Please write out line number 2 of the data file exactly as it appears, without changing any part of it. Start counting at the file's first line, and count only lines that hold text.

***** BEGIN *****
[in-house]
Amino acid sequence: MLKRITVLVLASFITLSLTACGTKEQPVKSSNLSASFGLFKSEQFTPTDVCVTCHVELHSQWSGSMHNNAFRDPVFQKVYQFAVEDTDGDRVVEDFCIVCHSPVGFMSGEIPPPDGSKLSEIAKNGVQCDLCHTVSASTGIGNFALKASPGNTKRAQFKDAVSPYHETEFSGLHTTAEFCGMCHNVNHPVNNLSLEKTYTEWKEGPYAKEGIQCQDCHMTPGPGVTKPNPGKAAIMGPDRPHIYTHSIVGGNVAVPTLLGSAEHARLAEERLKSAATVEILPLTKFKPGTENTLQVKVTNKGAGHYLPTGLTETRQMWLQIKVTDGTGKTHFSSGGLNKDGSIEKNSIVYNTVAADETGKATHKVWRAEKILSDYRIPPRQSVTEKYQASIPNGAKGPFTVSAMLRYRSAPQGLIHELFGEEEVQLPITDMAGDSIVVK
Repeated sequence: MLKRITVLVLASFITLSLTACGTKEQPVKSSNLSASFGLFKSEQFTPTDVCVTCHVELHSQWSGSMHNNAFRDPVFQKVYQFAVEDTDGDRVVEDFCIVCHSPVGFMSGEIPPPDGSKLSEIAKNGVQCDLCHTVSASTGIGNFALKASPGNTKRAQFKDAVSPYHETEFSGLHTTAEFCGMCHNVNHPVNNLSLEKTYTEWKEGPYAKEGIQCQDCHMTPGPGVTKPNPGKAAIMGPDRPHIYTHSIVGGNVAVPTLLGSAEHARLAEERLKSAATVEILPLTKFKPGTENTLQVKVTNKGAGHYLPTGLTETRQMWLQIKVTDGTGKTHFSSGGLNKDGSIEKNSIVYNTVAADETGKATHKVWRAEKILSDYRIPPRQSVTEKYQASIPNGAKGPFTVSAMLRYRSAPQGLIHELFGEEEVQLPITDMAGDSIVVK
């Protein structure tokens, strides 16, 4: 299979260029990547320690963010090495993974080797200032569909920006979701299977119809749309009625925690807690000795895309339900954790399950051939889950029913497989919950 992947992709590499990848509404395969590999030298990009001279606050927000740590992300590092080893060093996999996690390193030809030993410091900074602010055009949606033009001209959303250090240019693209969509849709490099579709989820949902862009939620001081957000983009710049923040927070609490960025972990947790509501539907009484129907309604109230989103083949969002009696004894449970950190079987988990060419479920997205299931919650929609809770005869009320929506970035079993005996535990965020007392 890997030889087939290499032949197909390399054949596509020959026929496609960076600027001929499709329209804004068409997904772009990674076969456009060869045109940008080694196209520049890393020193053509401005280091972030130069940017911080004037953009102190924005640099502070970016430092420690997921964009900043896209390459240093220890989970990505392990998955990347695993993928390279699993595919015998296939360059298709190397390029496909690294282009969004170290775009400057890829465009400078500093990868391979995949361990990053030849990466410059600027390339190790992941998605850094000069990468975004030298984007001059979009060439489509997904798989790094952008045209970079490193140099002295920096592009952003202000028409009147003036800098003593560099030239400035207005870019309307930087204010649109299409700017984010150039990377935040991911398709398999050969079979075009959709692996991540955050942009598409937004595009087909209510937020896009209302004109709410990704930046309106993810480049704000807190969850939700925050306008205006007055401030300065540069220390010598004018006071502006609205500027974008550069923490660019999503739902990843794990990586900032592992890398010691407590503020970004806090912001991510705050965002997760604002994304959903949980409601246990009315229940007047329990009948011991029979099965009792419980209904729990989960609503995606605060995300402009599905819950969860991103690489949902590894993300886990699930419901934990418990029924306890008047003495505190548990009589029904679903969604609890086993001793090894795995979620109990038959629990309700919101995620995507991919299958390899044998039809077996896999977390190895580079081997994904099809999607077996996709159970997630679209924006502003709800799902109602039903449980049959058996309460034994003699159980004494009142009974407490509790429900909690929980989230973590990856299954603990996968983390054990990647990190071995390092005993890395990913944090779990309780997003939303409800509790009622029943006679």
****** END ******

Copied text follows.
Amino acid sequence: MLKRITVLVLASFITLSLTACGTKEQPVKSSNLSASFGLFKSEQFTPTDVCVTCHVELHSQWSGSMHNNAFRDPVFQKVYQFAVEDTDGDRVVEDFCIVCHSPVGFMSGEIPPPDGSKLSEIAKNGVQCDLCHTVSASTGIGNFALKASPGNTKRAQFKDAVSPYHETEFSGLHTTAEFCGMCHNVNHPVNNLSLEKTYTEWKEGPYAKEGIQCQDCHMTPGPGVTKPNPGKAAIMGPDRPHIYTHSIVGGNVAVPTLLGSAEHARLAEERLKSAATVEILPLTKFKPGTENTLQVKVTNKGAGHYLPTGLTETRQMWLQIKVTDGTGKTHFSSGGLNKDGSIEKNSIVYNTVAADETGKATHKVWRAEKILSDYRIPPRQSVTEKYQASIPNGAKGPFTVSAMLRYRSAPQGLIHELFGEEEVQLPITDMAGDSIVVK